Everyone has their stories of chasing them, clasping them loosely in their hand, then depositing them in a jar to watch them do their magic up-close. I remember summers at a cottage near Youngstown, Ohio where the darkness was so deep and rich and the flash of those bugs so magnificent. They’d rise into the trees and turn them into a Christmas display with their nonstop blinking. We’d temporarily capture them, marvel at them, and then let them go.

Don’t believe in magic? Spend a little time watching fireflies do their thing.

What’s always amazed me was how they produce such beautiful light from their little bug bodies. When I got older and learned the science behind the blinking bugs, they became even more magical.

It was cool to learn about their incredibly complicated lighting-up process, called bioluminescence. How the bugs’ little bodies combine oxygen with calcium, adenosine triphosphate (yes, I’m cutting and pasting now!) and a chemical called luciferin to produce an enzyme that’s luminescent. And they do this without producing any heat whatsoever.

Don’t you wish you could do that?

So, that’s how they blink. But why do they blink? To communicate information, apparently, including their intentions to make baby fireflies. Their blinking patterns attract each other. So yes, the blinking you see is fireflies making sure we will have more fireflies next year. And the next year and the next. The blinking will never end.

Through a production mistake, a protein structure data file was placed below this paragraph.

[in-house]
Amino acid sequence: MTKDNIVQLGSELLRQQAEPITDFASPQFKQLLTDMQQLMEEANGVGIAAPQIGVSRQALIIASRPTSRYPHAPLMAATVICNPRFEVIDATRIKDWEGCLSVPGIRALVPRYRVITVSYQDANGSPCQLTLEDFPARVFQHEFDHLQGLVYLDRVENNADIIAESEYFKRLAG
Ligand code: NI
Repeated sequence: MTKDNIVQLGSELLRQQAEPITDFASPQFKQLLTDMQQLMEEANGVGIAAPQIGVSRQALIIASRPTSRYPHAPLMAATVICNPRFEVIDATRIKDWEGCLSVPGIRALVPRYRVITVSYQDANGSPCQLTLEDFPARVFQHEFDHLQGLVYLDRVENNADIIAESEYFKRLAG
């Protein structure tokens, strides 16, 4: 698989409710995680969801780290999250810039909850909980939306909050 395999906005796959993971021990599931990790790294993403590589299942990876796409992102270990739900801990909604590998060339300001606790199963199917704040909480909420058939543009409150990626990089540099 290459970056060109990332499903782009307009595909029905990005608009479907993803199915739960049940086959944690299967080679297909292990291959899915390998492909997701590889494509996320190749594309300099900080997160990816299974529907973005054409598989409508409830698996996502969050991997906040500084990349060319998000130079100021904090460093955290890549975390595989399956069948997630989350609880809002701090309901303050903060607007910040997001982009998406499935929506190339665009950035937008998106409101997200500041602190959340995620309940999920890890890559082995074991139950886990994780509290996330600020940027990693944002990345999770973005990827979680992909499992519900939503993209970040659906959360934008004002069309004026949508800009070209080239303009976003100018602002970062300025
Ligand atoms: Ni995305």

Pretty miraculous stuff, all in all. I think fireflies are among the creator’s best work.

Last week, it was especially comforting and encouraging to watch the magical bugs take flight. All of the shootings and bombings and hatred in our world made it feel like a very dark place. And I was reminded that it’s only when the world starts to become really dark that the fireflies recognize that it’s time to come out of hiding and light it up.

A good lesson for you and me, no?

There are a lot of bugs that don’t light up. They do nothing to push back the darkness. And then there are others that transform it by doing what comes naturally to them.

Same with people, too.

We don’t need a search light to counterbalance darkness. No powerful flashlight, no enormous bonfire. Most of us have all that we need right inside of us. We have to recognize it and then have the courage to use it — to blink our blink – and put a little light into our darkening world.

And that, too, is pretty magical.

Just blink.